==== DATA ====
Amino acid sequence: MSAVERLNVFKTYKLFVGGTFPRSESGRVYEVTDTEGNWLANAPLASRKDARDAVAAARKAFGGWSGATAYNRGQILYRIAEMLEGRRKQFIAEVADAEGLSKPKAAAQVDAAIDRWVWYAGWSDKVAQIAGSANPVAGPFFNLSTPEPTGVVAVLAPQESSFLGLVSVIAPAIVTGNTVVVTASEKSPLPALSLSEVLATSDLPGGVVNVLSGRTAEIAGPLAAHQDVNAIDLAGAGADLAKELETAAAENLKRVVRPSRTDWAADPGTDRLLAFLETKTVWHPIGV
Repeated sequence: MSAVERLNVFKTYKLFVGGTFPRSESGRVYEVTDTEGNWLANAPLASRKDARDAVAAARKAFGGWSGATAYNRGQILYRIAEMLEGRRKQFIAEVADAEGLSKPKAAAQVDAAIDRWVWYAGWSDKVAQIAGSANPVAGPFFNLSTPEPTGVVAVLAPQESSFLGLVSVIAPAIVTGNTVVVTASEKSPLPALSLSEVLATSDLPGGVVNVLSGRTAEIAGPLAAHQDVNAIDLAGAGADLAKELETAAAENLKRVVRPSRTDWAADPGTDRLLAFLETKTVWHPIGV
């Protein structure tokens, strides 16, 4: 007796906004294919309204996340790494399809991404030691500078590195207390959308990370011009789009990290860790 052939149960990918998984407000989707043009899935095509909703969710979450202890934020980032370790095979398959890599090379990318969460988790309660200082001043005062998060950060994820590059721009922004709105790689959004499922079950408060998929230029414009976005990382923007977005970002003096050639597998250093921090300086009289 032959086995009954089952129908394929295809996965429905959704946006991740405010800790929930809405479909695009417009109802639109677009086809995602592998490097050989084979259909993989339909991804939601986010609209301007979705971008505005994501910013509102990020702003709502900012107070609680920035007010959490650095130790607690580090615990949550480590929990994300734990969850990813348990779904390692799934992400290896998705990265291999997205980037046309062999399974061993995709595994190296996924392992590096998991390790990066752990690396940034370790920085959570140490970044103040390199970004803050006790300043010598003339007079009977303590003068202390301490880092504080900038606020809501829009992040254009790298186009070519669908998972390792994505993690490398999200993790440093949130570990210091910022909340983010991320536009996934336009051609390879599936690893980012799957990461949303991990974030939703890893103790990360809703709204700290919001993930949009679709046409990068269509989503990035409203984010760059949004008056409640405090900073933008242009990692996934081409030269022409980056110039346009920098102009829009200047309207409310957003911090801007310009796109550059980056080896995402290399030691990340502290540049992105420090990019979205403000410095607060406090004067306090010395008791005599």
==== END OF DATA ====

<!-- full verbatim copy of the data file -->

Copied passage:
Amino acid sequence: MSAVERLNVFKTYKLFVGGTFPRSESGRVYEVTDTEGNWLANAPLASRKDARDAVAAARKAFGGWSGATAYNRGQILYRIAEMLEGRRKQFIAEVADAEGLSKPKAAAQVDAAIDRWVWYAGWSDKVAQIAGSANPVAGPFFNLSTPEPTGVVAVLAPQESSFLGLVSVIAPAIVTGNTVVVTASEKSPLPALSLSEVLATSDLPGGVVNVLSGRTAEIAGPLAAHQDVNAIDLAGAGADLAKELETAAAENLKRVVRPSRTDWAADPGTDRLLAFLETKTVWHPIGV
Repeated sequence: MSAVERLNVFKTYKLFVGGTFPRSESGRVYEVTDTEGNWLANAPLASRKDARDAVAAARKAFGGWSGATAYNRGQILYRIAEMLEGRRKQFIAEVADAEGLSKPKAAAQVDAAIDRWVWYAGWSDKVAQIAGSANPVAGPFFNLSTPEPTGVVAVLAPQESSFLGLVSVIAPAIVTGNTVVVTASEKSPLPALSLSEVLATSDLPGGVVNVLSGRTAEIAGPLAAHQDVNAIDLAGAGADLAKELETAAAENLKRVVRPSRTDWAADPGTDRLLAFLETKTVWHPIGV
């Protein structure tokens, strides 16, 4: 007796906004294919309204996340790494399809991404030691500078590195207390959308990370011009789009990290860790 052939149960990918998984407000989707043009899935095509909703969710979450202890934020980032370790095979398959890599090379990318969460988790309660200082001043005062998060950060994820590059721009922004709105790689959004499922079950408060998929230029414009976005990382923007977005970002003096050639597998250093921090300086009289 032959086995009954089952129908394929295809996965429905959704946006991740405010800790929930809405479909695009417009109802639109677009086809995602592998490097050989084979259909993989339909991804939601986010609209301007979705971008505005994501910013509102990020702003709502900012107070609680920035007010959490650095130790607690580090615990949550480590929990994300734990969850990813348990779904390692799934992400290896998705990265291999997205980037046309062999399974061993995709595994190296996924392992590096998991390790990066752990690396940034370790920085959570140490970044103040390199970004803050006790300043010598003339007079009977303590003068202390301490880092504080900038606020809501829009992040254009790298186009070519669908998972390792994505993690490398999200993790440093949130570990210091910022909340983010991320536009996934336009051609390879599936690893980012799957990461949303991990974030939703890893103790990360809703709204700290919001993930949009679709046409990068269509989503990035409203984010760059949004008056409640405090900073933008242009990692996934081409030269022409980056110039346009920098102009829009200047309207409310957003911090801007310009796109550059980056080896995402290399030691990340502290540049992105420090990019979205403000410095607060406090004067306090010395008791005599």